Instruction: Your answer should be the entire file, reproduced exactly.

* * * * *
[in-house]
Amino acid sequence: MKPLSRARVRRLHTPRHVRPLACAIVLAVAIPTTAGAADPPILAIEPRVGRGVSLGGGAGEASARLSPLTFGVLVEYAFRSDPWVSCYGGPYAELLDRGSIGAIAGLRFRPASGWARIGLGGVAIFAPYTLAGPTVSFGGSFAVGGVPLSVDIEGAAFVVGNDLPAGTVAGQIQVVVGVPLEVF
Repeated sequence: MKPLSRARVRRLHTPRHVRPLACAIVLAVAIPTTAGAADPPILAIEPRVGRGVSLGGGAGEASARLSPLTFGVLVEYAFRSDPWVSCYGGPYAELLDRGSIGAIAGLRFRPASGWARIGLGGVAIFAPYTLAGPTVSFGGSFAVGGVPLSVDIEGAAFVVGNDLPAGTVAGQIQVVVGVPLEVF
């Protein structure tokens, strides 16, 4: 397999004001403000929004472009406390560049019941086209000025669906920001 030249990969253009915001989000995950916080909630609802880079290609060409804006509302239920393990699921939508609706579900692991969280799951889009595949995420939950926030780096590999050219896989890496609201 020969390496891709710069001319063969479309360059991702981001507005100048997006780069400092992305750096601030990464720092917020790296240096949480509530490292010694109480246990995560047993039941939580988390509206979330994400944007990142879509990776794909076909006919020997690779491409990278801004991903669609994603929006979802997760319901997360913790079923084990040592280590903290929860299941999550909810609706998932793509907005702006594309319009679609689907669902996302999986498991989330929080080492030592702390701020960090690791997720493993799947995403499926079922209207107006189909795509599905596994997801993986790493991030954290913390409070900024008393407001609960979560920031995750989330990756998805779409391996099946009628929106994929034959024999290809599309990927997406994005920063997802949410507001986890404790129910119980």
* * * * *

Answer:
[in-house]
Amino acid sequence: MKPLSRARVRRLHTPRHVRPLACAIVLAVAIPTTAGAADPPILAIEPRVGRGVSLGGGAGEASARLSPLTFGVLVEYAFRSDPWVSCYGGPYAELLDRGSIGAIAGLRFRPASGWARIGLGGVAIFAPYTLAGPTVSFGGSFAVGGVPLSVDIEGAAFVVGNDLPAGTVAGQIQVVVGVPLEVF
Repeated sequence: MKPLSRARVRRLHTPRHVRPLACAIVLAVAIPTTAGAADPPILAIEPRVGRGVSLGGGAGEASARLSPLTFGVLVEYAFRSDPWVSCYGGPYAELLDRGSIGAIAGLRFRPASGWARIGLGGVAIFAPYTLAGPTVSFGGSFAVGGVPLSVDIEGAAFVVGNDLPAGTVAGQIQVVVGVPLEVF
């Protein structure tokens, strides 16, 4: 397999004001403000929004472009406390560049019941086209000025669906920001 030249990969253009915001989000995950916080909630609802880079290609060409804006509302239920393990699921939508609706579900692991969280799951889009595949995420939950926030780096590999050219896989890496609201 020969390496891709710069001319063969479309360059991702981001507005100048997006780069400092992305750096601030990464720092917020790296240096949480509530490292010694109480246990995560047993039941939580988390509206979330994400944007990142879509990776794909076909006919020997690779491409990278801004991903669609994603929006979802997760319901997360913790079923084990040592280590903290929860299941999550909810609706998932793509907005702006594309319009679609689907669902996302999986498991989330929080080492030592702390701020960090690791997720493993799947995403499926079922209207107006189909795509599905596994997801993986790493991030954290913390409070900024008393407001609960979560920031995750989330990756998805779409391996099946009628929106994929034959024999290809599309990927997406994005920063997802949410507001986890404790129910119980």